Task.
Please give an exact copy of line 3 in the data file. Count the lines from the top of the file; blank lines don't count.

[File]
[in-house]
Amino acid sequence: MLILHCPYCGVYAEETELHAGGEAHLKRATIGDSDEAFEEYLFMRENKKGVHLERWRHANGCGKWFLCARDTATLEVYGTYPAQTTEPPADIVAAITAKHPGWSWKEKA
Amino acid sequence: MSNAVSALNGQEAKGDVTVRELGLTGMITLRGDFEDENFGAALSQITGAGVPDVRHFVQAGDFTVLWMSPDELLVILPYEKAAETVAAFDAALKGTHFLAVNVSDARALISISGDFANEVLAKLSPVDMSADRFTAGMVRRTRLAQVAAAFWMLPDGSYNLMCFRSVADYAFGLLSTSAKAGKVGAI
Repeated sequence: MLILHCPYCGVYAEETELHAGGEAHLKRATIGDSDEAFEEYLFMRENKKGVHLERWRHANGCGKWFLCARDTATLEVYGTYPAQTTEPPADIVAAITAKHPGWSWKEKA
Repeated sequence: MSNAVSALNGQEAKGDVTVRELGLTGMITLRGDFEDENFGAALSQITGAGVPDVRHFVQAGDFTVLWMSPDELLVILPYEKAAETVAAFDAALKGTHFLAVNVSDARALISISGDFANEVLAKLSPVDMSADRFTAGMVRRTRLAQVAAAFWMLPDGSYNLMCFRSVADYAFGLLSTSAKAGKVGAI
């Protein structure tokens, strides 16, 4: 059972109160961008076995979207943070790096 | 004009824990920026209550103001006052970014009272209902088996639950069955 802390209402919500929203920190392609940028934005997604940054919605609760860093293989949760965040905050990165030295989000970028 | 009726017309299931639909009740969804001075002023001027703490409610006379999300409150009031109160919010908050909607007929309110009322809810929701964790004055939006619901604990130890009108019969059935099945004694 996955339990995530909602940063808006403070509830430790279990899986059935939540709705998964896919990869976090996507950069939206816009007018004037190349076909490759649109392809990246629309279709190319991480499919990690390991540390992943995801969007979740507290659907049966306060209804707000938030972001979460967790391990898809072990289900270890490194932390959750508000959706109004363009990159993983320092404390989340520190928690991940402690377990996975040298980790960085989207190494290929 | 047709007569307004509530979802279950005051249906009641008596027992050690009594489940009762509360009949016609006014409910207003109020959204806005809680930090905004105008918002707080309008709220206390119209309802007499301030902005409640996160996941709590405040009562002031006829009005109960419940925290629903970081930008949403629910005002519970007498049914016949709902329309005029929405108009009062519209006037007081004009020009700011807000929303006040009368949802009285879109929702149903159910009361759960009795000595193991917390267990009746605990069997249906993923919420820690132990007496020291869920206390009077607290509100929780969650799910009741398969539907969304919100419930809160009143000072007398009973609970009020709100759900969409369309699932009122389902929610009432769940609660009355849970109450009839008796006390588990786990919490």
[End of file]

Amino acid sequence: MSNAVSALNGQEAKGDVTVRELGLTGMITLRGDFEDENFGAALSQITGAGVPDVRHFVQAGDFTVLWMSPDELLVILPYEKAAETVAAFDAALKGTHFLAVNVSDARALISISGDFANEVLAKLSPVDMSADRFTAGMVRRTRLAQVAAAFWMLPDGSYNLMCFRSVADYAFGLLSTSAKAGKVGAI